Textiles treated with germ-killing technology can cause bacteria to develop what’s known as adaptive resistance, explains Burrows, where they develop the ability to flush out the invading substances. At first, they might just pump out silver or copper, making antimicrobial substances ineffective. But over time, there is evidence they can learn to pump out anything—including a life-saving antibiotic medication. “If we keep exposing bacteria to disinfectants and the stuff that leeches from antimicrobial textiles, those pumps can get turned on permanently,” says Burrows.


Germ-killing textiles are thought to be a miniscule contributor to superbugs right now (the main driver is the overuse of antibiotic medications themselves and hand sanitizers), but emerging research shows that this will change as antiviral and antimicrobial clothing and consumer products become the norm. “We do worry a bit about the silver craze,” says Burrows. This is deeply concerning considering that antibiotic-resistant infections are a pandemic of their own, on track to kill ten million people a year by 2050 from illnesses that are currently easily treatable.

Iridescent fabric illustration by Davy Evans
Artwork by Davy Evans

Humans have been at war with germs, viruses, and microbes for thousands of years— from the pre-modern era when infectious diseases were the most common cause of death. But before the pandemic set us back into that ancient fear, humans were learning more about the essential role that microbes, including bacteria and viruses, play in our health and our ecosystems. In his 2020 book Clean: The New Science of Skin, physician and science journalist James Hamblin details how the trillions of microbes on our skin and in our gut, called the microbiome, regulate our immune system and protect us from allergies, skin conditions, and even disease. In other words, all microbes aren’t out to get us; they’re what’s keeping us safe. Hamblin warns that our obsession with annihilating all “germs” with soaps and antimicrobial chemicals is short-sighted and is likely throwing these hidden ecosystems out of balance. “There can be longer-term cumulative effects whenever we apply antimicrobials to our skin… and every crevice of our environments,” he writes.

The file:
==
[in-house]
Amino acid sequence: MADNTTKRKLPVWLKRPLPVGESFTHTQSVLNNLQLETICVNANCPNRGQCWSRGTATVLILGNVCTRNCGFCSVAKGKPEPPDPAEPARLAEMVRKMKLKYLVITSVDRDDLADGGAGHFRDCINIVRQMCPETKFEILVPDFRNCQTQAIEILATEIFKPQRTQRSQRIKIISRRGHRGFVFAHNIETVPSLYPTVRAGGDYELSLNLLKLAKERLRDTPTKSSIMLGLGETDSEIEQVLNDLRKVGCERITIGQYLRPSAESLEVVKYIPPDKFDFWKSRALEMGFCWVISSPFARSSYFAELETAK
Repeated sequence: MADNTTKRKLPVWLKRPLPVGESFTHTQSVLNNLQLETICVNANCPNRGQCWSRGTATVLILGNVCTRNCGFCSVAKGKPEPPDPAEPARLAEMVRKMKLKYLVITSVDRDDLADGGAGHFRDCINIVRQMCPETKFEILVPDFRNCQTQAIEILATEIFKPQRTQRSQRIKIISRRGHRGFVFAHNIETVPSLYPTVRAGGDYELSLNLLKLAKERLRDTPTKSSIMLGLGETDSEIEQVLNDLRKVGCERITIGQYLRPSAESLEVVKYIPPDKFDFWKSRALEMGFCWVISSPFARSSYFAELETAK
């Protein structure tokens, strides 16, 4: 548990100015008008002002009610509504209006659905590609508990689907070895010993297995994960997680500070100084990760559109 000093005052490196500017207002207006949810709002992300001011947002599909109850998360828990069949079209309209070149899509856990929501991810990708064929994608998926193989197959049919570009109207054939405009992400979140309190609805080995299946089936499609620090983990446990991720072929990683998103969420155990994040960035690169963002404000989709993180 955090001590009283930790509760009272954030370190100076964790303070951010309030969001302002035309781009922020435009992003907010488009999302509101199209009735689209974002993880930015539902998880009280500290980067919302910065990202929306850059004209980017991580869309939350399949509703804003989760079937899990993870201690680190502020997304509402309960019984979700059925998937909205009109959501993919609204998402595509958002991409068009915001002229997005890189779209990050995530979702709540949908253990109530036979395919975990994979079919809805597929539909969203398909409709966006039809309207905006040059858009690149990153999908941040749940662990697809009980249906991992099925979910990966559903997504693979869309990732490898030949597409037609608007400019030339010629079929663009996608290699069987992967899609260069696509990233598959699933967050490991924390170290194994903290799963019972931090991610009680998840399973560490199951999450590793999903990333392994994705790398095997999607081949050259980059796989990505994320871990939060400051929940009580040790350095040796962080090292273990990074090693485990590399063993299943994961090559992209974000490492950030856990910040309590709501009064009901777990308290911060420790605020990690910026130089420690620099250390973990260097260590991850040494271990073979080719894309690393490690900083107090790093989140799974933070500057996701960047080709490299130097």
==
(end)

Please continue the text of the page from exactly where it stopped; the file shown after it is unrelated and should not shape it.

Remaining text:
Just how exactly we are disrupting our own microbiomes, especially by wearing antimicrobial chemicals on our faces and bodies, will become clear as this emerging field of science progresses. But in fragile ecosystems, these disruptions can have catastrophic impacts that are well established. Even in normal times, antimicrobial substances can escape into soils or waterways through factory effluents or the laundry (the finish on silver-treated products only lasts 30 to 50 washes, for example, and can rub off via friction), where they can disrupt the bacteria used in sewage treatment and ultimately end up back in the soil or even in fertilizer. They also leach out of fabrics in landfills, where much of the pandemic’s germ-fighting fashion is likely to end up, says MBDC’s Jay Bolus. Antimicrobial clothes are almost like a fast-fashion item, where there’s going to be so much changeover and no system to deal with it.” A big pandemic trend has been to weave copper thread into face masks and clothing (one antiviral copper jacket features seven miles of copper thread), almost assuredly rendering these textiles impossible to recycle. A recent Vogue Business article found that the chemicals in antimicrobial garments could pass to new wearers even if they are successfully recycled and will also escape into the environment as they’re separated out.